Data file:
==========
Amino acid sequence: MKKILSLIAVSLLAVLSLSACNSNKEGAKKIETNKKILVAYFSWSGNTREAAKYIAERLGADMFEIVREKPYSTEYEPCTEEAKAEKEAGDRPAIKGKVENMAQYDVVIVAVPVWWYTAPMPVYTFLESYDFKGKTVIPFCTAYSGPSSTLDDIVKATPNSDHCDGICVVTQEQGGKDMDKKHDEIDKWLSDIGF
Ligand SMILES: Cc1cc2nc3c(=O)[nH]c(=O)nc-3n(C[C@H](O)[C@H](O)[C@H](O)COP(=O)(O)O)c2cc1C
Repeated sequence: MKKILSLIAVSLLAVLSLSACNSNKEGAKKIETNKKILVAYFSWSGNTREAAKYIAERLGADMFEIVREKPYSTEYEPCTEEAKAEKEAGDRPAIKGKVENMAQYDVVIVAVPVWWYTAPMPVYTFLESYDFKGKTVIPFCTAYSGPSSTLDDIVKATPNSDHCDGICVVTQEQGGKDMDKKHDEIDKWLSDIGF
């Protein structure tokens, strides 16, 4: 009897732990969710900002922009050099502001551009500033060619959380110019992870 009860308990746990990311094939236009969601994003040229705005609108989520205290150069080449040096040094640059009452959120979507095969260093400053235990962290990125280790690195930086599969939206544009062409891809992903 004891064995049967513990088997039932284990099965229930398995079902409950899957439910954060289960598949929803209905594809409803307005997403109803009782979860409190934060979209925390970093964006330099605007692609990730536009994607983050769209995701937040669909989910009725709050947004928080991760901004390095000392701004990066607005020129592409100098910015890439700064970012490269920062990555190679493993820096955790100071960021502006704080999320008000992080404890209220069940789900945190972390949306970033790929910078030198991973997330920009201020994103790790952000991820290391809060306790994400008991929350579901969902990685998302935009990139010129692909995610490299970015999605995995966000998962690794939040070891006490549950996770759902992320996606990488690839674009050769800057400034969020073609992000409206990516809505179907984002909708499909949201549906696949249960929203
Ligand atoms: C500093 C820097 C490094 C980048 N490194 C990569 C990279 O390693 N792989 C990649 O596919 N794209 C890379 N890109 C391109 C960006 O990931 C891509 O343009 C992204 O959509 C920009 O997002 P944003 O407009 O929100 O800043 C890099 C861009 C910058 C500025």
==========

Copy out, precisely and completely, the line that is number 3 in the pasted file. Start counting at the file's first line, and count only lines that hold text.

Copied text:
Repeated sequence: MKKILSLIAVSLLAVLSLSACNSNKEGAKKIETNKKILVAYFSWSGNTREAAKYIAERLGADMFEIVREKPYSTEYEPCTEEAKAEKEAGDRPAIKGKVENMAQYDVVIVAVPVWWYTAPMPVYTFLESYDFKGKTVIPFCTAYSGPSSTLDDIVKATPNSDHCDGICVVTQEQGGKDMDKKHDEIDKWLSDIGF